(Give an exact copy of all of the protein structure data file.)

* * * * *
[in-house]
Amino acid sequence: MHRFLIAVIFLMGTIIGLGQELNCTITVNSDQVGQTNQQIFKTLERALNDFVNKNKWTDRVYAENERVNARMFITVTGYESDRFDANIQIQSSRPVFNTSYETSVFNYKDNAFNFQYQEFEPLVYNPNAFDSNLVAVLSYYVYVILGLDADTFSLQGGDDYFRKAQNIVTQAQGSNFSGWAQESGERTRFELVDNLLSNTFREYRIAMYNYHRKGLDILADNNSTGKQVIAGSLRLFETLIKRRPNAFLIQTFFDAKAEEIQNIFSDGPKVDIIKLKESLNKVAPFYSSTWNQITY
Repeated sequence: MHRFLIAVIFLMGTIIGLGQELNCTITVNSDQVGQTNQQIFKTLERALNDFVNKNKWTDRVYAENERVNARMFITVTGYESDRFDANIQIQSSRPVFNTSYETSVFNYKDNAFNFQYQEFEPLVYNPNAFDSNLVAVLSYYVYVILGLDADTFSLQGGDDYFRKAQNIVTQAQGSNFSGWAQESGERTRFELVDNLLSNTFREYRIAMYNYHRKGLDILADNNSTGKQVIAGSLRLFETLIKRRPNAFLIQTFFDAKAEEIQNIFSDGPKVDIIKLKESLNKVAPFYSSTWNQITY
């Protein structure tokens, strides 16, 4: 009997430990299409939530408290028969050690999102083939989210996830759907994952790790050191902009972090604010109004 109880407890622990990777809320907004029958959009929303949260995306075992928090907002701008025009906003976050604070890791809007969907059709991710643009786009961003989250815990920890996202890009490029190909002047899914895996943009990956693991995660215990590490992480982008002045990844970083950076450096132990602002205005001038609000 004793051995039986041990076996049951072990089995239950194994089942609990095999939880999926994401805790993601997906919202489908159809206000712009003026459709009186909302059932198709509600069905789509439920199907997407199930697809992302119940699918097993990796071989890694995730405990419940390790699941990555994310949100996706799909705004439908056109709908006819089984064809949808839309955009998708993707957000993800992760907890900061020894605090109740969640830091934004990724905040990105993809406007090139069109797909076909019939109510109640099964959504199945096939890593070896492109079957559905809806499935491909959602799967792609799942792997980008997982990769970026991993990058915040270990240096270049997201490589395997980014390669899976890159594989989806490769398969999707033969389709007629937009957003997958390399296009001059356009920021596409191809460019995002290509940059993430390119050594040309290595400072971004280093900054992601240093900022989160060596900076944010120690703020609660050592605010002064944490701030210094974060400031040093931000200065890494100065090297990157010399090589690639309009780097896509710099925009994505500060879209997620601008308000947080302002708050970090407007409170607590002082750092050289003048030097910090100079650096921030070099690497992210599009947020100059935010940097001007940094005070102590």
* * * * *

[in-house]
Amino acid sequence: MHRFLIAVIFLMGTIIGLGQELNCTITVNSDQVGQTNQQIFKTLERALNDFVNKNKWTDRVYAENERVNARMFITVTGYESDRFDANIQIQSSRPVFNTSYETSVFNYKDNAFNFQYQEFEPLVYNPNAFDSNLVAVLSYYVYVILGLDADTFSLQGGDDYFRKAQNIVTQAQGSNFSGWAQESGERTRFELVDNLLSNTFREYRIAMYNYHRKGLDILADNNSTGKQVIAGSLRLFETLIKRRPNAFLIQTFFDAKAEEIQNIFSDGPKVDIIKLKESLNKVAPFYSSTWNQITY
Repeated sequence: MHRFLIAVIFLMGTIIGLGQELNCTITVNSDQVGQTNQQIFKTLERALNDFVNKNKWTDRVYAENERVNARMFITVTGYESDRFDANIQIQSSRPVFNTSYETSVFNYKDNAFNFQYQEFEPLVYNPNAFDSNLVAVLSYYVYVILGLDADTFSLQGGDDYFRKAQNIVTQAQGSNFSGWAQESGERTRFELVDNLLSNTFREYRIAMYNYHRKGLDILADNNSTGKQVIAGSLRLFETLIKRRPNAFLIQTFFDAKAEEIQNIFSDGPKVDIIKLKESLNKVAPFYSSTWNQITY
């Protein structure tokens, strides 16, 4: 009997430990299409939530408290028969050690999102083939989210996830759907994952790790050191902009972090604010109004 109880407890622990990777809320907004029958959009929303949260995306075992928090907002701008025009906003976050604070890791809007969907059709991710643009786009961003989250815990920890996202890009490029190909002047899914895996943009990956693991995660215990590490992480982008002045990844970083950076450096132990602002205005001038609000 004793051995039986041990076996049951072990089995239950194994089942609990095999939880999926994401805790993601997906919202489908159809206000712009003026459709009186909302059932198709509600069905789509439920199907997407199930697809992302119940699918097993990796071989890694995730405990419940390790699941990555994310949100996706799909705004439908056109709908006819089984064809949808839309955009998708993707957000993800992760907890900061020894605090109740969640830091934004990724905040990105993809406007090139069109797909076909019939109510109640099964959504199945096939890593070896492109079957559905809806499935491909959602799967792609799942792997980008997982990769970026991993990058915040270990240096270049997201490589395997980014390669899976890159594989989806490769398969999707033969389709007629937009957003997958390399296009001059356009920021596409191809460019995002290509940059993430390119050594040309290595400072971004280093900054992601240093900022989160060596900076944010120690703020609660050592605010002064944490701030210094974060400031040093931000200065890494100065090297990157010399090589690639309009780097896509710099925009994505500060879209997620601008308000947080302002708050970090407007409170607590002082750092050289003048030097910090100079650096921030070099690497992210599009947020100059935010940097001007940094005070102590």